Observers who surmised that President Barack Obama’s American Jobs Act was a gimmick designed to make the employment situation look better just long enough for Obama to be reelected — never mind the long-term consequences — have been vindicated.
A recent Associated Press report states that Obama’s plan would at best reduce the unemployment rate by a single percentage point in time for the November 2012 election, after which it would become “a drag on the economy” to the point that “by 2015, the economy [will be] in the same place as now, as if there were no jobs package.” Taxes, meanwhile, will have permanently increased by some $1.6 trillion.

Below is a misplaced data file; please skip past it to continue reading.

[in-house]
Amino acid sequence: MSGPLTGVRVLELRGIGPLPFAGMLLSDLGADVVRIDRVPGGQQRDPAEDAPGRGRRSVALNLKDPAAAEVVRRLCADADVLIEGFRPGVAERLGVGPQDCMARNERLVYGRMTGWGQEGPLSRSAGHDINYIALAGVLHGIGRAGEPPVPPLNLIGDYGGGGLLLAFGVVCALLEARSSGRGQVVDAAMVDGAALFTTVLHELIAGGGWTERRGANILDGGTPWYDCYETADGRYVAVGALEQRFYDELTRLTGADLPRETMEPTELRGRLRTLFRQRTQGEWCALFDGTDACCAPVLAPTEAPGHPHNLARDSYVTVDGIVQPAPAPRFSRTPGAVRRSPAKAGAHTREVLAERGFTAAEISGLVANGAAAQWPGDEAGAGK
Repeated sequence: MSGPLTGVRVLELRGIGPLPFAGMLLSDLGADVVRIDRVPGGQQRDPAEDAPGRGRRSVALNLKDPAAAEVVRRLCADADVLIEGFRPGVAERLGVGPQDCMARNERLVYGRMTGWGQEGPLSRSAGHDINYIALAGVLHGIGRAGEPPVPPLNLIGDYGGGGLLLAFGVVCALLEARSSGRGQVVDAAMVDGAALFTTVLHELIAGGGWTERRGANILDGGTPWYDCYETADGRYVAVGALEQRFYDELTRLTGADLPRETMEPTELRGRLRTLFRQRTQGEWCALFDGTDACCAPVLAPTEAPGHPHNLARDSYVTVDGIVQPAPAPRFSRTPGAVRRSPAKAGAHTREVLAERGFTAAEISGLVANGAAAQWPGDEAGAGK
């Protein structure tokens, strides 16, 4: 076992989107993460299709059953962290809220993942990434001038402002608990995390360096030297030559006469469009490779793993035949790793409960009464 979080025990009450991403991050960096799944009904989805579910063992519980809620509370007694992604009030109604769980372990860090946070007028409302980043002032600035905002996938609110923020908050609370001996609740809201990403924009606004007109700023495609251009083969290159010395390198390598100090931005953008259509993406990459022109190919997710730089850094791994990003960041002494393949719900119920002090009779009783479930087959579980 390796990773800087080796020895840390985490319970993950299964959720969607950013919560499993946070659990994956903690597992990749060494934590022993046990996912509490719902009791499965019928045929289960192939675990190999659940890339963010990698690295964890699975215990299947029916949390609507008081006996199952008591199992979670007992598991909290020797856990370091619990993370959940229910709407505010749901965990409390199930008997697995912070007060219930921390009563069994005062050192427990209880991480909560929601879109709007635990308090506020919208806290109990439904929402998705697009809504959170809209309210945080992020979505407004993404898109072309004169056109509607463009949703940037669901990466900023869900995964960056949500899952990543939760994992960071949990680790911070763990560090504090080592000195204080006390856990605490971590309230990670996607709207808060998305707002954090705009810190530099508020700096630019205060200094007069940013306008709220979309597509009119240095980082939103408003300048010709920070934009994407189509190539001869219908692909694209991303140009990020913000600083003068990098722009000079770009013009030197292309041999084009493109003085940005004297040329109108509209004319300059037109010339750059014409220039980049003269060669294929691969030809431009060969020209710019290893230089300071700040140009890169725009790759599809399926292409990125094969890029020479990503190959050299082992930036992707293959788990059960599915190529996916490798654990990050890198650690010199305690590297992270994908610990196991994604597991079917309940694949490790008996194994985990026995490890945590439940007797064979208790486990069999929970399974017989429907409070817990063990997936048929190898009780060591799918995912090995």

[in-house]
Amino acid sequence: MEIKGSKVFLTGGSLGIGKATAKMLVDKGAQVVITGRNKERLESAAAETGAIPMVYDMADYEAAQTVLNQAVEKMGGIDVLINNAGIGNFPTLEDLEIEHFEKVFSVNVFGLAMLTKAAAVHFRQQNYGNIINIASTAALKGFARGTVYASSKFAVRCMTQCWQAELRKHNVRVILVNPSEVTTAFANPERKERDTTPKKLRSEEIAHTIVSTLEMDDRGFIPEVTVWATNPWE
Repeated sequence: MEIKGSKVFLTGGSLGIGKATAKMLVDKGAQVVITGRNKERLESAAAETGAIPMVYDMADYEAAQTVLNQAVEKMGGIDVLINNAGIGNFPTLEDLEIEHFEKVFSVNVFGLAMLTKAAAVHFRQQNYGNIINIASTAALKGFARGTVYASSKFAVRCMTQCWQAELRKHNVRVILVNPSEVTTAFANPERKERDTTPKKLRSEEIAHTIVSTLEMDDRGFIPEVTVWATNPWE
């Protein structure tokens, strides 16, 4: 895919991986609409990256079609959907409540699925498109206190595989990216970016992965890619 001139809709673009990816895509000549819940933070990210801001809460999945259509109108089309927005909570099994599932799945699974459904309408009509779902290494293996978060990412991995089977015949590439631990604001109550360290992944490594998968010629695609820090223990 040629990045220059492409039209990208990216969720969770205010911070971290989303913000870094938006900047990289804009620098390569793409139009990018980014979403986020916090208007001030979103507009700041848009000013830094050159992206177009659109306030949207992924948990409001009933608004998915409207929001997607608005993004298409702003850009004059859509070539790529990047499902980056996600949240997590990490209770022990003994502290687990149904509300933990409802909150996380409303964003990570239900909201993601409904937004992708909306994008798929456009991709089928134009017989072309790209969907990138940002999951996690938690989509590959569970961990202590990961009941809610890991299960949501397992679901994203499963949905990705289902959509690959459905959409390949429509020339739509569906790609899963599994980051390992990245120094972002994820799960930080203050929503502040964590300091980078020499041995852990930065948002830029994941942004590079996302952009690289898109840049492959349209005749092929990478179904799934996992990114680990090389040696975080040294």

Obama has been careful not to make his own prediction about how many jobs his bill would create, fearing that he would only be sealing his own fate if reality failed to live up to his forecast. Instead, he turned to Mark Zandi, chief economist of Moody’s Analytics, who estimated that the bill would generate about 1.9 million new jobs in 2012, or 158,000 a month, leading to a one-percentage-point reduction in the unemployment rate and a two-percentage-point increase in the gross domestic product. The AP notes that Zandi’s jobs estimate “is somewhat higher than private analyses that suggest the plan would create 100,000 to 150,000 jobs a month.”
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